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08/21/2010

~ My Fresh & Spicy Tomato-Basil Sauce (Marinara) ~

Marinara Sauce #1 (Roma Tomatoes) "Mr. Greenjeans", my husband Joe, adores gardening as much as I adore cooking.  He loves being outdoors working in his meticulously cared for gardens as much as I love being indoors cooking in my meticulously maintained kitchens.  He shops in hardware/garden supply stores like I shop in kitchen/restaurant supply stores.  I don't question what he spends for a new wheelbarrow and he doesn't question what I spend on a new 24-quart rondeau...  True love!!!

In the Fall of each year, thanks to Joe, I find myself up to my elbows in several varieties of fresh tomatoes, the Roma (or Italian plum) tomato being one of them.  These firm, smooth-skinned, egg- or pear-shaped tomatoes are quite "meaty" (as opposed to the plump, round, "eating on a sandwich"-type tomatoes) and they don't contain a lot of seeds, which make them the perfect choice to make tomato-based sauces with.

I use the Romas every year to make my version of Italian marinara sauce.  Classic marinara is a highly-seasoned Italian tomato sauce that contains onions, garlic and oregano.  If not used judiciously, oregano can be harsh tasting, but besides that:  I just like the licoricey taste of basil a lot better!  If you have ever grown fresh basil, you know that when it is at it's peak, you have to use it fast.  Like my marriage to Joe, my "Fresh & Spicy Tomato-Basil Sauce" is the perfect union between the Roma tomato and fresh basil!

Marinara Sauce #6 (Tomato Press) Thanks to a "spoofy" little kitchen gadget called a tomato press, the arduous, time-consuming task of peeling, seeding and crushing Roma tomatoes  for sauce has been eliminated for me!

I found mine in at William-Sonoma about 5-6 years ago, but I've since seen them in Sur La Table.  This sturdy, easy-to-clean machine costs around $40-$45 and is worth every cent!  Here's how it works:  

Marinara Sauce #7 (Tomato Press in Progress)

~ There's a suction cup that holds the press firmly to almost any work surface or table.

~ Fill the upper bin with chunked tomatoes and turn the crank, just like a food mill or food grinder.

~ Into the square, white plastic tray (which comes with the machine) flows a river of perfectly crushed tomatoes, free of skins and seeds, which exit out the side of machine into any type of container.

~ Men love this machine. Joe uses it outside, on a table on our patio, which means I have no mess!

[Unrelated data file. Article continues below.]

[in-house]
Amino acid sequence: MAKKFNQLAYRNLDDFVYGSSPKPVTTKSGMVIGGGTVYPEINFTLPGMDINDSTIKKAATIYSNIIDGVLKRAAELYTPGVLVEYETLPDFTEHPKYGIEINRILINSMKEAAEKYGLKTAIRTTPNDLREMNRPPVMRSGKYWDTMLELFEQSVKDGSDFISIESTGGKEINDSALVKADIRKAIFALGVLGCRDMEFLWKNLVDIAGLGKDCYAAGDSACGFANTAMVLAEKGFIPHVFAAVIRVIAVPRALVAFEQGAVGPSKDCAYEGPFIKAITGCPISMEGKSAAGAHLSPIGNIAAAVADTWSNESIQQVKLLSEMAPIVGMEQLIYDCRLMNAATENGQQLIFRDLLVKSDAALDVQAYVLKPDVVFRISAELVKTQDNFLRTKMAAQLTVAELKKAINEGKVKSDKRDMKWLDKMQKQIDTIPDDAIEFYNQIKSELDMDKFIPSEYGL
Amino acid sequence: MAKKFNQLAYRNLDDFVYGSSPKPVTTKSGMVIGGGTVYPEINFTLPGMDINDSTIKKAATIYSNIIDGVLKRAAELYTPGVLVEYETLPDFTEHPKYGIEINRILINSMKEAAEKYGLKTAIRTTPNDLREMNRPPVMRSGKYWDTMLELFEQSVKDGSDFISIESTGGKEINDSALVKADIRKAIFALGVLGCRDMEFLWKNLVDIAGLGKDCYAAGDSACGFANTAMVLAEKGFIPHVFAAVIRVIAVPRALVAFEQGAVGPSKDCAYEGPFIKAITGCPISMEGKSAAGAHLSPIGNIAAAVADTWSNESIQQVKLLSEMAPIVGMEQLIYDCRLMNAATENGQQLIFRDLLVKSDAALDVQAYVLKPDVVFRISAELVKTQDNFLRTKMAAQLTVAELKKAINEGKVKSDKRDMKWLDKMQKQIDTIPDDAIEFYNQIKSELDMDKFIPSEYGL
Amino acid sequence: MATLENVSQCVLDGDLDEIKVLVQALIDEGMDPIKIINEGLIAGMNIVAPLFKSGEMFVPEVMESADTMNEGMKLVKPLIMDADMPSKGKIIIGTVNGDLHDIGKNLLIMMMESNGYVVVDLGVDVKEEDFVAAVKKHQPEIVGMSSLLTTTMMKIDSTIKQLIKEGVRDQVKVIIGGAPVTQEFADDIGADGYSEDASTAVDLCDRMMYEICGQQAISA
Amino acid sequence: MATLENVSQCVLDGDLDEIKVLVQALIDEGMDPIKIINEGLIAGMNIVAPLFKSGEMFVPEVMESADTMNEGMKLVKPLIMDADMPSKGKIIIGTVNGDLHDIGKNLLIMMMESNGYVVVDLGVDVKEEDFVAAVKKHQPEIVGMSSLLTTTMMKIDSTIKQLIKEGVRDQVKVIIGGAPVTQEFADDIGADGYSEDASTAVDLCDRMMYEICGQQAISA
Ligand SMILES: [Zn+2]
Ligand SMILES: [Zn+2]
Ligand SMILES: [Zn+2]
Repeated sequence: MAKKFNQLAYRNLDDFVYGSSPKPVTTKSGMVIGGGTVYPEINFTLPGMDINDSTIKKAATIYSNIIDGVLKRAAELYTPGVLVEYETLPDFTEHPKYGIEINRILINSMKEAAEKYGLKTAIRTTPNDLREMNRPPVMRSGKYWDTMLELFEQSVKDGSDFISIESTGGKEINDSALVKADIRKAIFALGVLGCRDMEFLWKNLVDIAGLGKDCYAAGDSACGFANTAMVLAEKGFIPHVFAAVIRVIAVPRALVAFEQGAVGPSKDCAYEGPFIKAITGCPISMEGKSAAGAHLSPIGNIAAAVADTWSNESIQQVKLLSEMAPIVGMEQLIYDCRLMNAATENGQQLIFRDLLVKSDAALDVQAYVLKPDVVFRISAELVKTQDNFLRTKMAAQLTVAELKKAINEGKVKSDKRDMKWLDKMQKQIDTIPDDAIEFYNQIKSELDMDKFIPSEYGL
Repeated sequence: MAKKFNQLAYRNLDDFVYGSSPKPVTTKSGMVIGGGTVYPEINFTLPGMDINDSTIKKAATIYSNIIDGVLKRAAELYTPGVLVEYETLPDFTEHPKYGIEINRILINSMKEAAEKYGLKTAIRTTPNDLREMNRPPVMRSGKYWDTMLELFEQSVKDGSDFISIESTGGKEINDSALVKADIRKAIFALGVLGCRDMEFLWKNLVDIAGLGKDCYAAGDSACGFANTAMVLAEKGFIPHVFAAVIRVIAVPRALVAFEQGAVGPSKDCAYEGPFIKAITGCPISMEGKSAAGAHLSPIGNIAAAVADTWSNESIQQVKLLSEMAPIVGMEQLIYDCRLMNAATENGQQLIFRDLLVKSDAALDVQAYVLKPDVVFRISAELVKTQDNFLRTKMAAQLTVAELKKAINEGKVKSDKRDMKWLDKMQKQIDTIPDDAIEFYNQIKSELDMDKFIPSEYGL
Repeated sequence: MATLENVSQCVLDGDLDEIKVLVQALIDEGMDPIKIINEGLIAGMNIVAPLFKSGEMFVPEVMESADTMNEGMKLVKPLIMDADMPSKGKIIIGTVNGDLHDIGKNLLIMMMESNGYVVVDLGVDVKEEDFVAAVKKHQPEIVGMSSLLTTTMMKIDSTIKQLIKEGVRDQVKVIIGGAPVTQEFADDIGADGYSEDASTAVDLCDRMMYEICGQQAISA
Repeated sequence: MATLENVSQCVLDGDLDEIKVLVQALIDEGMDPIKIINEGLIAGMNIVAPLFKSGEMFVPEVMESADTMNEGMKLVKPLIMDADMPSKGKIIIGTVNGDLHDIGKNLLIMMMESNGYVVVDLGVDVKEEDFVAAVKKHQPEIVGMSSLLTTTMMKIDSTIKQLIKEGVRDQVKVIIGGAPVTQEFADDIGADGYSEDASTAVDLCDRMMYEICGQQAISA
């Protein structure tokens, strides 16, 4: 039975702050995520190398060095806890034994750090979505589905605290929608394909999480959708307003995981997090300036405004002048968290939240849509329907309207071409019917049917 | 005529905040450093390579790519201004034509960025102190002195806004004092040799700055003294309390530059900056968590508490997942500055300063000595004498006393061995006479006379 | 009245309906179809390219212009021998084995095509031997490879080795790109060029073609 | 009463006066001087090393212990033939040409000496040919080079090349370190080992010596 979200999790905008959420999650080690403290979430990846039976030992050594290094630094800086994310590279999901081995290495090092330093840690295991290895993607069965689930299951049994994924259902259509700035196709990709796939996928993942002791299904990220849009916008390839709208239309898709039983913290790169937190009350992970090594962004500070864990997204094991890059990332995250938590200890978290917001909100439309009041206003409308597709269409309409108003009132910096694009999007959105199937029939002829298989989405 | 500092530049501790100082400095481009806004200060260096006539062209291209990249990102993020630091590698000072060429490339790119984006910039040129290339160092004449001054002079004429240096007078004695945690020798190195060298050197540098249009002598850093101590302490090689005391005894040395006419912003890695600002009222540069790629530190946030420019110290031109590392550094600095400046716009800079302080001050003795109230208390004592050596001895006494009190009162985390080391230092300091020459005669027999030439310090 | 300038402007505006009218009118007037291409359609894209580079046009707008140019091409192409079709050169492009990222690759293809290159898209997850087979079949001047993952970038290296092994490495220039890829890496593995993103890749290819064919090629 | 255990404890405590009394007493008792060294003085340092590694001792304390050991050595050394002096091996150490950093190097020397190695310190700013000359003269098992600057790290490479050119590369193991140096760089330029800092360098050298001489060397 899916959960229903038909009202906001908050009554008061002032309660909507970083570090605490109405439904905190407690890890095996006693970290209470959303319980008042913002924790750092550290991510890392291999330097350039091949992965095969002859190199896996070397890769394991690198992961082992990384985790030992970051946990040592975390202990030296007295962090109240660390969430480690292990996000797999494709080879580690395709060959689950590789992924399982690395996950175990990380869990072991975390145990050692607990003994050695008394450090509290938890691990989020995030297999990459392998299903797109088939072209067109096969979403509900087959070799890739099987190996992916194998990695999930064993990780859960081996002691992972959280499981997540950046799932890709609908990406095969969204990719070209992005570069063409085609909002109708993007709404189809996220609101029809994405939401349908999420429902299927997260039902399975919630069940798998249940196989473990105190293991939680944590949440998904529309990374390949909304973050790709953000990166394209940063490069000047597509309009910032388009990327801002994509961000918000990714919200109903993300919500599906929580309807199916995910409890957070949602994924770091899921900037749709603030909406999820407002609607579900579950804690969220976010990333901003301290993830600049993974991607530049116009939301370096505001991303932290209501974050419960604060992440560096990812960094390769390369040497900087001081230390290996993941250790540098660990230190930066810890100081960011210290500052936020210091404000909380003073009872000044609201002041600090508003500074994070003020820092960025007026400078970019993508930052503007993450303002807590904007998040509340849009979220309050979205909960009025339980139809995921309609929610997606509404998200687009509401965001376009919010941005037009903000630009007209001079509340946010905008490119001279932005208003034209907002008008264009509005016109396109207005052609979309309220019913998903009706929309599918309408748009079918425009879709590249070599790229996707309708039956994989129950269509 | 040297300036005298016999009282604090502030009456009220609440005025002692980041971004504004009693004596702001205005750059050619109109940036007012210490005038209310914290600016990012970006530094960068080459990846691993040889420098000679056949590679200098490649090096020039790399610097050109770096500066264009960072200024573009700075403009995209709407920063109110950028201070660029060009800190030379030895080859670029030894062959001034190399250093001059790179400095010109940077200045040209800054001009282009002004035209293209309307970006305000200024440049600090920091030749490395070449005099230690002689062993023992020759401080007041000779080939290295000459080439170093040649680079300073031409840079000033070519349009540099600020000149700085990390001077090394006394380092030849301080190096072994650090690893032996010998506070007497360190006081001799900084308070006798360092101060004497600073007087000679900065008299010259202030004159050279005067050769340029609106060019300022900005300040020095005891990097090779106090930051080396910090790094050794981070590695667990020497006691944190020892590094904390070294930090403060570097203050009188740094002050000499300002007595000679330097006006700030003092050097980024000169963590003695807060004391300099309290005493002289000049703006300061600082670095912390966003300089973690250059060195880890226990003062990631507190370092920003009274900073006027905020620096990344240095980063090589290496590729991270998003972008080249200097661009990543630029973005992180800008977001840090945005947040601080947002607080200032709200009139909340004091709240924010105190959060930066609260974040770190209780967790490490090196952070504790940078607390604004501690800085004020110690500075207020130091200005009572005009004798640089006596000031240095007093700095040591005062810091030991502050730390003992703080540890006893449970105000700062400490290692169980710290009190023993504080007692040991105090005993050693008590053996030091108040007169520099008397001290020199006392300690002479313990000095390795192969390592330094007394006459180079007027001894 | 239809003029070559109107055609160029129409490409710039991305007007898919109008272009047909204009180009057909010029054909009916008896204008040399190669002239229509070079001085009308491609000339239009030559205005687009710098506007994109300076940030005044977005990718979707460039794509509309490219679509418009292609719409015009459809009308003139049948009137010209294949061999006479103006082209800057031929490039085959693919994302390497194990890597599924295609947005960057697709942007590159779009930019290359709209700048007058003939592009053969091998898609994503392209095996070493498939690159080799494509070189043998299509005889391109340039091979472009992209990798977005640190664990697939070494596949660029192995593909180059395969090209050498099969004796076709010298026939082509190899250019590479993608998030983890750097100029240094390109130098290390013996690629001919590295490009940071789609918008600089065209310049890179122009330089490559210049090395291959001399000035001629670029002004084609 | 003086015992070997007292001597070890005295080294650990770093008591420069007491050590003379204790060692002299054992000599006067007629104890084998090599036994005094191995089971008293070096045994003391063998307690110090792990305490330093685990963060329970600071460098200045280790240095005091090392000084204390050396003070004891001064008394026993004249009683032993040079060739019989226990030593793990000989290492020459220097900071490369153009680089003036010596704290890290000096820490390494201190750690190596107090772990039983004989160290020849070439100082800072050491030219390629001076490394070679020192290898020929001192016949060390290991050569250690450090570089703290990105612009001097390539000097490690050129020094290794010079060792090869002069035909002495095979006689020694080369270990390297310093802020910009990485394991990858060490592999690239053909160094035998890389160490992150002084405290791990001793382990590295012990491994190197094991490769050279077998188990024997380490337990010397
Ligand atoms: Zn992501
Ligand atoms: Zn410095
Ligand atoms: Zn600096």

Now that the tomatoes are prepped, it's time to make that sauce I've been bragging about!  But in the event you've prepped your tomatoes and don't have time to make the sauce immediately, the crushed tomatoes can be frozen for up to a year.

Marinara Sauce #9 (Ingredients Closeup)








  

18  cups peeled, seeded and crushed Roma tomatoes

1  6-ounce can tomato paste

1  cup Chianti (an Italian red wine), or Port wine

1/2  cup olive oil

1  pound diced yellow or sweet onion

4  ounces diced garlic cloves (you can run the garlic through a press if you want it finer, but I like to find little pieces of garlic in my sauce)

1  tablespoon dried basil leaves

1  teaspoon red pepper flakes

1  tablespoon each:  sugar, salt (I use fine sea salt) and white pepper

2-3  ounces, chiffonade of fresh basil leaves

Marinara Sauce # 11 (Prepped Ingredients in Pan)

~ Step 1.  Place oil in chef's pan.  Prep the onion and garlic, adding them to the pan as you work.  Add the dried basil, red pepper flakes, sugar, salt and white pepper.

Why white pepper instead of black pepper?  In this case, it is purely my taste preference for this recipe.  White pepper is less pungent than black pepper and for lack of better words:  it seems to subtly melt into the finished sauce!

6a0120a8551282970b0133f33a4948970b-320wi~ Step 2.  Over medium-high heat, stirring frequently, saute the above mixture until the onions are tender, about 10 minutes.  Turn heat off.   Add the tomato paste and wine.  Stir until ingredients are evenly coated. 

~ Step 3.  Chiffonade the basil.  Do this at the last moment so the basil is bright green when added to pan.

~ Step 4.  Add all of the crushed tomatoes and basil chiffonade.  The pan will be very full.

6a0120a8551282970b0133f33a6df4970b-320wi~ Step 5.  Stir the above mixture until the basil is incorporated into the tomatoes.  Over medium-high heat, bring the mixture to a rapid simmer.  Adjust heat to a gentle, steady simmer and continue to cook, uncovered, until the sauce has reduced, by about 1/3, and is   a thick consistency, about 1 1/2 hours.  The picture on the right clearly illustrates the reduction.

"My Fresh & Spicy Tomato-Basil Sauce" is ready to eat (or freeze): 

Marinara Sauce #14 (Portioned) Mel's Fresh & Spicy Tomato-Basil Sauce (Marinara):  Recipe yields approximately 3 1/2 quarts.

Special Equipment List:  tomato press (optional); cutting board; chef's knife; 14" chef's pan w/straight, deep sides; large spoon 

Cook's Note:  Sauce freezes well.  I like to freeze it in 1 1/2-cup size containers.  Each container will sauce 12-ounces of angel hair pasta or 2 of my homemade pizzas.

"We are all in this food world together." ~ Melanie Preschutti

(Recipe, Commentary and Photos courtesy of Melanie's Kitchen/Copyright 2010)

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Marilyn... you made my day!

Mel, I hope you know how special you are!

Marilyn! You did indeed catch one of those almost impossible to catch errors! Thanks to you, I went back in and edited ~ Step 2. Thank-you sweetie! ~ Mel.

Mel, my tomatoes are crushed and I am ready to make the sauce.
I don't see when you add the wine. Perhaps it is after the onions, etc. are sautéed?
This time I think I carefully read the recipe??!!
Maybe I should drink it when making the sauce! Now that's an idea!

Please advise, and I apologize, in advance, if I missed it!

Thanks!

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